Jampole filed interrogatories to determine GMC's pre-accident knowledge of alternative designs that would have reduced the risk of fuel escaping from the Vega fuel tank on impact, entering the passenger compartment, and igniting. He specifically requested all impact tests for 1967-79 on vehicles with: (a) above-axle fuel tanks; (b) fuel tanks in other non-production locations; (c) fuel tanks containing flexible liners; (d) fuel tanks that were not made of the standard terne-plated steel (steel coated with a lead/tin alloy); (e) fuel tanks protected by deflector shields; and (f) fuel tanks equipped with break-away filler necks. Several interrogatories also asked about the design and performance of the 1973-75 Opel Kadetts, small cars manufactured by a foreign subsidiary of GMC and designed with an above-axle fuel tank.

The trial court limited discovery to knowledge and information based on records pertaining to 1971-77 Vegas and Astres. The trial court was persuaded that other vehicles were not substantially similar to the Jampoles' 1976 Vega Hatchback; therefore, he concluded that tests on those vehicles were not relevant.

Jampole contends that it was a clear abuse of discretion for the trial court to deny discovery of alternate design documents. Jampole argues that the requested documents are relevant to his strict liability claim because they could show the availability and feasibility of safer alternatives. In Boatland of Houston, Inc. v. Bailey, 609 S.W.2d 743, 746 (Tex. 1980), we held that whether a product is defectively designed must be determined in relation to safer alternatives; thus, evidence of the actual use of, or capacity to use, safer alternatives is relevant. See also Ford Motor Co. v. Nowak, 638 S.W.2d 582, 585 (Tex.App. — Corpus Christi 1982, writ ref'd n.r.e.). The basic issue in this lawsuit is whether the 1976 Vega hatchback fuel tank design was defective because it allowed fuel to escape. Other designs that may have prevented fuel escaping are relevant to show that the Vega tank was unreasonably dangerous. Furthermore, the documents showing GMC's knowledge of alternative designs are relevant to show conscious indifference in support of Jampole's claim of gross negligence.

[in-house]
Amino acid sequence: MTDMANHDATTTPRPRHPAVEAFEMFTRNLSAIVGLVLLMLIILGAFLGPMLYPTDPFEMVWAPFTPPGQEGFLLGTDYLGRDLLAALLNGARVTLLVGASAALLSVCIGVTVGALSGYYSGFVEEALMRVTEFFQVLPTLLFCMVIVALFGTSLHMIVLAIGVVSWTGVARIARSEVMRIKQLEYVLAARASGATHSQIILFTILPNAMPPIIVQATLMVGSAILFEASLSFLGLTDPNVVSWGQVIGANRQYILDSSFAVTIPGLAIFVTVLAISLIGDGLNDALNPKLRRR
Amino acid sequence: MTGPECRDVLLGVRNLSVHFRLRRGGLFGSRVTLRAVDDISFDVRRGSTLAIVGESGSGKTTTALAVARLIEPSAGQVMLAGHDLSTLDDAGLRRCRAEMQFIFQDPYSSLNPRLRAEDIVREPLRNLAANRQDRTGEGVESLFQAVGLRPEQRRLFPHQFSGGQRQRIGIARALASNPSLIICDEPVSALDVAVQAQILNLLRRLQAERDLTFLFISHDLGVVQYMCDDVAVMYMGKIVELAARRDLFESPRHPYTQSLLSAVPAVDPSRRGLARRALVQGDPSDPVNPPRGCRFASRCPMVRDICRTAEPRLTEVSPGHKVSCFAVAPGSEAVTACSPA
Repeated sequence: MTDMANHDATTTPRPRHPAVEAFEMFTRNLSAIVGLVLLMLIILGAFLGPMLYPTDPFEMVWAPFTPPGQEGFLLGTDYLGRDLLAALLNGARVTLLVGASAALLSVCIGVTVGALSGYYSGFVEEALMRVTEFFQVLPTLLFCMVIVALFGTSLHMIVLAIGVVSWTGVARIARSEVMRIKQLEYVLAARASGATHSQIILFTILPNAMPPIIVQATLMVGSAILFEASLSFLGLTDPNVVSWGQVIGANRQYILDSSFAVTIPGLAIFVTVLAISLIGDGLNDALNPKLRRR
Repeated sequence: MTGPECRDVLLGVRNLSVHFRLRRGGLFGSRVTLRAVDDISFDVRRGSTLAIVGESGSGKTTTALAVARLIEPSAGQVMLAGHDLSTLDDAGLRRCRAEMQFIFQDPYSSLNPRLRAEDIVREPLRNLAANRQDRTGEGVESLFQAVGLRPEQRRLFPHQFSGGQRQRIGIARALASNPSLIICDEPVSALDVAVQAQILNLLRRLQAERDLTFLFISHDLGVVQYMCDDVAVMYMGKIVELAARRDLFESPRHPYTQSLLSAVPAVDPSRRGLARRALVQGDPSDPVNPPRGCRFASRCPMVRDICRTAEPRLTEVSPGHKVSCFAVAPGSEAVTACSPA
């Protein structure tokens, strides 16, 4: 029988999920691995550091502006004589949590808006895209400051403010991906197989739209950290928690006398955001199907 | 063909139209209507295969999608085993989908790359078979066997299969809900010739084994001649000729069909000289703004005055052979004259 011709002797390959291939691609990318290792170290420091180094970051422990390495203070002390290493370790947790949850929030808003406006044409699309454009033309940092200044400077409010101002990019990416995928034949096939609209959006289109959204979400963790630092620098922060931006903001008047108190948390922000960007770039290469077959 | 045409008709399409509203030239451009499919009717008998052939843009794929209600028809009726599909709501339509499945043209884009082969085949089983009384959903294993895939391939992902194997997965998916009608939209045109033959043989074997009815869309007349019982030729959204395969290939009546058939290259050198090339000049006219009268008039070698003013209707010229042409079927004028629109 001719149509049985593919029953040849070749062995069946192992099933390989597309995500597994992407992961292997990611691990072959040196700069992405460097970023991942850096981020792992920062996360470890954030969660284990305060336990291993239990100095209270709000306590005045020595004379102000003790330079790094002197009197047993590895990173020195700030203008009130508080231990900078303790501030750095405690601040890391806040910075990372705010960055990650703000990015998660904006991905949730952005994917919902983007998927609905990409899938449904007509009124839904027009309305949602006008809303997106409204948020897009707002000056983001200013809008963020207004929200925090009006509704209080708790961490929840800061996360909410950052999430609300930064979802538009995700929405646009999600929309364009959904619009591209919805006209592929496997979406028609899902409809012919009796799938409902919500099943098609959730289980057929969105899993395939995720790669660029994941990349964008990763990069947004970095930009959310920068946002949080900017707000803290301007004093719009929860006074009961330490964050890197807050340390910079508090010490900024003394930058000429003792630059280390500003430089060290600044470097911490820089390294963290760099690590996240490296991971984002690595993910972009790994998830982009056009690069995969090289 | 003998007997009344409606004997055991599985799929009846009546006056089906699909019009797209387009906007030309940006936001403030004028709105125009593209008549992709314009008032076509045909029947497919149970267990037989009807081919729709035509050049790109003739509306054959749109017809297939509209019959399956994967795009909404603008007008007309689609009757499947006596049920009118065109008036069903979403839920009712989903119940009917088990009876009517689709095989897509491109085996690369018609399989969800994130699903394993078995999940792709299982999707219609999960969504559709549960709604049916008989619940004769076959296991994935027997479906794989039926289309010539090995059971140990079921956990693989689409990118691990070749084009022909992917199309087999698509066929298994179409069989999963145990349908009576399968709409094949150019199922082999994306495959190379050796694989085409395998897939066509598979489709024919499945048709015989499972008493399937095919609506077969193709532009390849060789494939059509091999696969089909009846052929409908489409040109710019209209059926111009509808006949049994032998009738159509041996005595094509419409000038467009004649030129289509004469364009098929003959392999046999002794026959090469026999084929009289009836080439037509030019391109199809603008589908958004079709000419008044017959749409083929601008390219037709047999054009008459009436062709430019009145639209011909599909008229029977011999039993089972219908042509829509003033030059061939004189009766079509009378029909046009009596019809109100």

The trial court, in balancing the rights of the parties, took an unduly restrictive view of the degree of similarity necessary for tests on other vehicles to be relevant. The automobiles need not be identical in order for tests on one to be relevant in determining whether the design of another is defective. Design differences between vehicles that might prevent certain alternatives from being adapted to the hatchback design do not necessarily undermine the relevance or discoverability of documents relating to those alternatives. Whether a safer fuel system design suitable for one vehicle is adaptable to another is a question of feasibility to be decided by the trier of fact, not a question to be resolved in ruling on discovery requests. Moreover, if it were impossible to incorporate a safer design in the fuel system of a 1976 Vega Hatchback, the existence of that design would be relevant to establish liability for failure to warn. The time period requested is not overly broad, and Jampole has limited his request to include only tests on GMC passenger cars. There being no valid claim of privilege or limitation invoked, the trial court's denial was a clear abuse of discretion.